When your company has three excellent quarters and one not-excellent quarter, you say things on your conference call like, “I don’t want one quarter’s results to diminish what was otherwise an excellent year of growth.” That’s a line right out of the mouth of The Fresh Market Inc (NASDAQ:TFM)‘s CEO, Craig Carlock. His disappointment and the disappointment of investors in general stemmed from the company’s drop in comparable-store sales growth. Last quarter, the supermarket chain only hit 1.9% in comp growth. Compared to the third quarter’s rate of 5.6%, that was a big misstep.
Shares of The Fresh Market Inc (NASDAQ:TFM) fell almost 10% over the course of the day, putting the stock down 20% since the beginning of the year. The company couldn’t pinpoint the weakness, implying that there was extra caution in consumers’ purchasing that drove comps down. Management specifically said that they didn’t see any weakness compared to competitors over the season, suggesting that the whole industry may have felt the pinch.
The effects of the macro environment
There probably some truth to the assumption that consumers were more cautious over the last quarter. Fresh Market’s closest rival, Whole Foods Market, Inc. (NASDAQ:WFM), also saw a drop in comparable-store sales growth, although it only fell from 8.5% to 7.2%. On its most recent call, Whole Foods’ management team agreed that the macroeconomic environment was uncertain, and that it may have a drag on comps in the short term.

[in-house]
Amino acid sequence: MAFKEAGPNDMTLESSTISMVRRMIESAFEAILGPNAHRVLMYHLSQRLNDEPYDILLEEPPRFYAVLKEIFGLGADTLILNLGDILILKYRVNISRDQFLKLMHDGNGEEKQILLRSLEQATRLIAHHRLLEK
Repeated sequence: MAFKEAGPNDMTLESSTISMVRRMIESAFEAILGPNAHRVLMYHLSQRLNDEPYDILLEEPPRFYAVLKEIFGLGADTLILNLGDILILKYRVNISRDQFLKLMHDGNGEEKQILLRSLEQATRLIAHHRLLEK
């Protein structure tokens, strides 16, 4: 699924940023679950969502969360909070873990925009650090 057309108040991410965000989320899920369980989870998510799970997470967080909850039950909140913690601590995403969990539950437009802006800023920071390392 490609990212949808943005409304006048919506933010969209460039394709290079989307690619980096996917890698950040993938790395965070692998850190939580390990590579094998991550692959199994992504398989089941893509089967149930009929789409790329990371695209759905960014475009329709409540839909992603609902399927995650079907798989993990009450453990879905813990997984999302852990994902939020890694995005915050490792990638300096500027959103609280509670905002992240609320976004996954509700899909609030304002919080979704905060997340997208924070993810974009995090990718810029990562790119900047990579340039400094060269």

One part of this that hurts more for The Fresh Market Inc (NASDAQ:TFM) is that it’s not as geographically diverse as Whole Foods, and as a result regional impacts can make a bigger difference. The company is currently concentrated on the East Coast, with most stores in the South. While no one region seems to be clearly winning the recovery, the South continues to struggle with housing issues and high unemployment, even more so than many other parts of the country. The comparison only goes so far, though. California is also being hammered and Whole Foods has a lock on that one. If macro were the only issue, then both companies should have been damaged in similar magnitude.
The damage from within